There was a lot of corporate crap I could take and there was a lot of stuff my fellow workers would complain about that I understood the corporate’s side, but I drew the line at that corporate culture of customer service bullshit. No customer in the entire fucking world likes it. They all completely fucking hate it. But since people deciding not to buy don’t leave zero-sum receipts, corporations don’t get to hear that side of the sales floor because most customers believe they cannot communicate to the corporate offices.
Which they can and should.
We’re still talking about John Carter, right?
I used to work at a Regal, too! I didn’t do concessions or box office, though… all I did was sweep popcorn under the seats. I’m not even joking – that’s what we did!
Anyway, I wonder when they’ll decide to actually make a film about Bongo and the Ants.
People who don’t notice subtle differences in visual projections are so stupid.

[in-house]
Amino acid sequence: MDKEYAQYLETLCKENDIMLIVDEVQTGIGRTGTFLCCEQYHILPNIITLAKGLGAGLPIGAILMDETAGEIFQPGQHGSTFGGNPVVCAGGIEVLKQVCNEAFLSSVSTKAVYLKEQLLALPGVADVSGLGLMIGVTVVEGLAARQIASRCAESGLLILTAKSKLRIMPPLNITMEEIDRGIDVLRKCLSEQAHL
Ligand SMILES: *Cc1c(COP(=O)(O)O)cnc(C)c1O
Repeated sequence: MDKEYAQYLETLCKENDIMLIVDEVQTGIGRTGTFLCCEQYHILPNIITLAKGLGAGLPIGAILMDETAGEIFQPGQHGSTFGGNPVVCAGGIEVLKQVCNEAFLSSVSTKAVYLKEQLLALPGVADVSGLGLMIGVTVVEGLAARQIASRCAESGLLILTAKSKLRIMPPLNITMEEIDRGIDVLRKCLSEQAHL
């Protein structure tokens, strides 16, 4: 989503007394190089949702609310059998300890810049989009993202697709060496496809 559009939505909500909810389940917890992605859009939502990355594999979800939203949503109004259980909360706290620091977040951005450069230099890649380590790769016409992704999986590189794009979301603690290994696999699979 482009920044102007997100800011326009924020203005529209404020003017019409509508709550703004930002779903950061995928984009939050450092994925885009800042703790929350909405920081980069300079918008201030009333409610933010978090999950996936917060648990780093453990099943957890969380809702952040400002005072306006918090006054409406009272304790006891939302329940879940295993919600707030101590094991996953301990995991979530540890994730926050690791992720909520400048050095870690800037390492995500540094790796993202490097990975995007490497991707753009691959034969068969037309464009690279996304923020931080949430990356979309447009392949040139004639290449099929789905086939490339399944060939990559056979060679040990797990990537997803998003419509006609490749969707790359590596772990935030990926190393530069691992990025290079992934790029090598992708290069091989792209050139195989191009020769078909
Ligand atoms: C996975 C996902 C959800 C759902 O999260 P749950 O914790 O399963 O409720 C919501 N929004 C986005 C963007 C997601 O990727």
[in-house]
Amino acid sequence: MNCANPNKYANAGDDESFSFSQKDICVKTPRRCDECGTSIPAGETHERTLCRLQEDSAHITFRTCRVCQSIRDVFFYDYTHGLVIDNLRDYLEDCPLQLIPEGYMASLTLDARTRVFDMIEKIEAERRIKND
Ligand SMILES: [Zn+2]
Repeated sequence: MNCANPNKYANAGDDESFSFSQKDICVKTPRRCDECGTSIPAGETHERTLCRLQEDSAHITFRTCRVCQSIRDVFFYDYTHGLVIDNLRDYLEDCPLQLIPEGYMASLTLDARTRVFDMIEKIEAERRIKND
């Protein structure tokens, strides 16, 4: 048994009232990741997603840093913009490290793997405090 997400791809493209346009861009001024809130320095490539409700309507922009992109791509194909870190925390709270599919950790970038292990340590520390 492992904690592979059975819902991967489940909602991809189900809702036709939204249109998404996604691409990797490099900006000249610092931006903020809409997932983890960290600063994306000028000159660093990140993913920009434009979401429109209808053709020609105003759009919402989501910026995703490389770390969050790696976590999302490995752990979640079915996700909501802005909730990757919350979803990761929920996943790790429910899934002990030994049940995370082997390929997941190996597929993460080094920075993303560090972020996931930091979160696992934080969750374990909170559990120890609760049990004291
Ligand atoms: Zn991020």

Also, since I’m a programmer, I can’t believe people don’t notice subtle differences in rendering speed. What idiot wouldn’t want to use Webkit browsers?!
And as a shoe enthusiast, how could anybody be comfortable walking around in cheap shoes? Do they not notice the differences in arch support?
And speaking as a medieval cavalryman, how could you ever want to use an inferior lance? Don’t they notice the subtle differences in balancing? What kind of idiot would charge on cavalry without a top of the line lance?
“People who don’t notice subtle differences in visual projections are so stupid.”
It’s not that they don’t notice. It’s that they don’t care.